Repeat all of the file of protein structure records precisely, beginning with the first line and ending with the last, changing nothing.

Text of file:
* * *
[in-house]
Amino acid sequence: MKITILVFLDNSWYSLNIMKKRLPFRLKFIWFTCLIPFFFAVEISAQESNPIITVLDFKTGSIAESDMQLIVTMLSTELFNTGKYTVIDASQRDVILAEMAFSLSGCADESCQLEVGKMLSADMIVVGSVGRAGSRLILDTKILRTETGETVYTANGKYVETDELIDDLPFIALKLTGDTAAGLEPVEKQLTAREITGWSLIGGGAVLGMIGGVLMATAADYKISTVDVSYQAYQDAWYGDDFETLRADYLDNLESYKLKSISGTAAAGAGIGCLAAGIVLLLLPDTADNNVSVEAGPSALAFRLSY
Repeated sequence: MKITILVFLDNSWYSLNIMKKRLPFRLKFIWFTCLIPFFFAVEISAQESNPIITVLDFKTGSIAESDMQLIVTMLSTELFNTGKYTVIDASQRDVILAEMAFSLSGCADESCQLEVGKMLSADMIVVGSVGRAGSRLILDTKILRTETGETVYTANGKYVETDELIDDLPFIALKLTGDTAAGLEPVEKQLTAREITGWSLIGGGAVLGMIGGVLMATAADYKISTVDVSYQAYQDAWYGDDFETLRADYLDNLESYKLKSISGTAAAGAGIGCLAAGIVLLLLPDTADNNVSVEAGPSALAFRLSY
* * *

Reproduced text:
[in-house]
Amino acid sequence: MKITILVFLDNSWYSLNIMKKRLPFRLKFIWFTCLIPFFFAVEISAQESNPIITVLDFKTGSIAESDMQLIVTMLSTELFNTGKYTVIDASQRDVILAEMAFSLSGCADESCQLEVGKMLSADMIVVGSVGRAGSRLILDTKILRTETGETVYTANGKYVETDELIDDLPFIALKLTGDTAAGLEPVEKQLTAREITGWSLIGGGAVLGMIGGVLMATAADYKISTVDVSYQAYQDAWYGDDFETLRADYLDNLESYKLKSISGTAAAGAGIGCLAAGIVLLLLPDTADNNVSVEAGPSALAFRLSY
Repeated sequence: MKITILVFLDNSWYSLNIMKKRLPFRLKFIWFTCLIPFFFAVEISAQESNPIITVLDFKTGSIAESDMQLIVTMLSTELFNTGKYTVIDASQRDVILAEMAFSLSGCADESCQLEVGKMLSADMIVVGSVGRAGSRLILDTKILRTETGETVYTANGKYVETDELIDDLPFIALKLTGDTAAGLEPVEKQLTAREITGWSLIGGGAVLGMIGGVLMATAADYKISTVDVSYQAYQDAWYGDDFETLRADYLDNLESYKLKSISGTAAAGAGIGCLAAGIVLLLLPDTADNNVSVEAGPSALAFRLSY